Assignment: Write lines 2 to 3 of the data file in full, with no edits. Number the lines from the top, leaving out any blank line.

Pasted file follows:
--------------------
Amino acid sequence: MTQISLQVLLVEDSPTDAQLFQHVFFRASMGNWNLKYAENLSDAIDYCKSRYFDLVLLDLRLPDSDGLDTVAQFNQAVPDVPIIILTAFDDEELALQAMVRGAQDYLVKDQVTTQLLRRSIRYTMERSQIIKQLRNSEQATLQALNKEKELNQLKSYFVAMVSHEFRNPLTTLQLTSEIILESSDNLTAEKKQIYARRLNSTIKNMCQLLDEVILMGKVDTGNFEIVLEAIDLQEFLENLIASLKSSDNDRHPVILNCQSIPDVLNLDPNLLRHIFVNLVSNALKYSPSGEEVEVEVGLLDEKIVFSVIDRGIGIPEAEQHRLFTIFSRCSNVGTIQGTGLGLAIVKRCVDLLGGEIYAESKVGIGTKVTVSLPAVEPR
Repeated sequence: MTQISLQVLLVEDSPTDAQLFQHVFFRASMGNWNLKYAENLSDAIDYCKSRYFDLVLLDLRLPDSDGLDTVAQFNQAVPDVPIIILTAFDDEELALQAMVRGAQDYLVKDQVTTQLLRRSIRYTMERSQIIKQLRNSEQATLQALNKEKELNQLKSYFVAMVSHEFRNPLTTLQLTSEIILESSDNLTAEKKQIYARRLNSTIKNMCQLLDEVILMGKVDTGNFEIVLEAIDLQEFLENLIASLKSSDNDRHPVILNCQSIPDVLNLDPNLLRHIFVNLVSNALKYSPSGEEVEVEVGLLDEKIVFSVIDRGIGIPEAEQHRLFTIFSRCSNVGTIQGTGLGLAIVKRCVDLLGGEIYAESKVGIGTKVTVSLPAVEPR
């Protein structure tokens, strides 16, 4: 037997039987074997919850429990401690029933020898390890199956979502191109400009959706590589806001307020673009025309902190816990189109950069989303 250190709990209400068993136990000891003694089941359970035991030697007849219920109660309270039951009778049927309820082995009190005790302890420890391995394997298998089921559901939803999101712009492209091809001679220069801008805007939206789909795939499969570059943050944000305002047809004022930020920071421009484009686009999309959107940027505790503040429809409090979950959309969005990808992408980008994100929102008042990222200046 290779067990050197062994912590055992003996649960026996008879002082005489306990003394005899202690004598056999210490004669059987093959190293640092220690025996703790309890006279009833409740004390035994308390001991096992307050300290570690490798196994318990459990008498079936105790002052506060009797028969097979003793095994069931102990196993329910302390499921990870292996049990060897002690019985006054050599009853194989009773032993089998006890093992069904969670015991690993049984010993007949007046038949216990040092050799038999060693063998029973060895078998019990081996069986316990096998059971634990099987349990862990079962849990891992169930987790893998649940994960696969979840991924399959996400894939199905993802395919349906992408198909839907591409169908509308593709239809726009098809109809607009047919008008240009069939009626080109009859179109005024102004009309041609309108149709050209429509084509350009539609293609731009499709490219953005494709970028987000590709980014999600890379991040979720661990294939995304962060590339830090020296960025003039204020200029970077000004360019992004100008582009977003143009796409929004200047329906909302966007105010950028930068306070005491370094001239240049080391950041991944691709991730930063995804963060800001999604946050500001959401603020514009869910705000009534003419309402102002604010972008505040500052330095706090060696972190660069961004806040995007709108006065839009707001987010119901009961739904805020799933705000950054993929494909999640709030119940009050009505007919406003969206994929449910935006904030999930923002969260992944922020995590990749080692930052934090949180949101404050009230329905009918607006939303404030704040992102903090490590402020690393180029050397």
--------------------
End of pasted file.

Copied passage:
Repeated sequence: MTQISLQVLLVEDSPTDAQLFQHVFFRASMGNWNLKYAENLSDAIDYCKSRYFDLVLLDLRLPDSDGLDTVAQFNQAVPDVPIIILTAFDDEELALQAMVRGAQDYLVKDQVTTQLLRRSIRYTMERSQIIKQLRNSEQATLQALNKEKELNQLKSYFVAMVSHEFRNPLTTLQLTSEIILESSDNLTAEKKQIYARRLNSTIKNMCQLLDEVILMGKVDTGNFEIVLEAIDLQEFLENLIASLKSSDNDRHPVILNCQSIPDVLNLDPNLLRHIFVNLVSNALKYSPSGEEVEVEVGLLDEKIVFSVIDRGIGIPEAEQHRLFTIFSRCSNVGTIQGTGLGLAIVKRCVDLLGGEIYAESKVGIGTKVTVSLPAVEPR
């Protein structure tokens, strides 16, 4: 037997039987074997919850429990401690029933020898390890199956979502191109400009959706590589806001307020673009025309902190816990189109950069989303 250190709990209400068993136990000891003694089941359970035991030697007849219920109660309270039951009778049927309820082995009190005790302890420890391995394997298998089921559901939803999101712009492209091809001679220069801008805007939206789909795939499969570059943050944000305002047809004022930020920071421009484009686009999309959107940027505790503040429809409090979950959309969005990808992408980008994100929102008042990222200046 290779067990050197062994912590055992003996649960026996008879002082005489306990003394005899202690004598056999210490004669059987093959190293640092220690025996703790309890006279009833409740004390035994308390001991096992307050300290570690490798196994318990459990008498079936105790002052506060009797028969097979003793095994069931102990196993329910302390499921990870292996049990060897002690019985006054050599009853194989009773032993089998006890093992069904969670015991690993049984010993007949007046038949216990040092050799038999060693063998029973060895078998019990081996069986316990096998059971634990099987349990862990079962849990891992169930987790893998649940994960696969979840991924399959996400894939199905993802395919349906992408198909839907591409169908509308593709239809726009098809109809607009047919008008240009069939009626080109009859179109005024102004009309041609309108149709050209429509084509350009539609293609731009499709490219953005494709970028987000590709980014999600890379991040979720661990294939995304962060590339830090020296960025003039204020200029970077000004360019992004100008582009977003143009796409929004200047329906909302966007105010950028930068306070005491370094001239240049080391950041991944691709991730930063995804963060800001999604946050500001959401603020514009869910705000009534003419309402102002604010972008505040500052330095706090060696972190660069961004806040995007709108006065839009707001987010119901009961739904805020799933705000950054993929494909999640709030119940009050009505007919406003969206994929449910935006904030999930923002969260992944922020995590990749080692930052934090949180949101404050009230329905009918607006939303404030704040992102903090490590402020690393180029050397």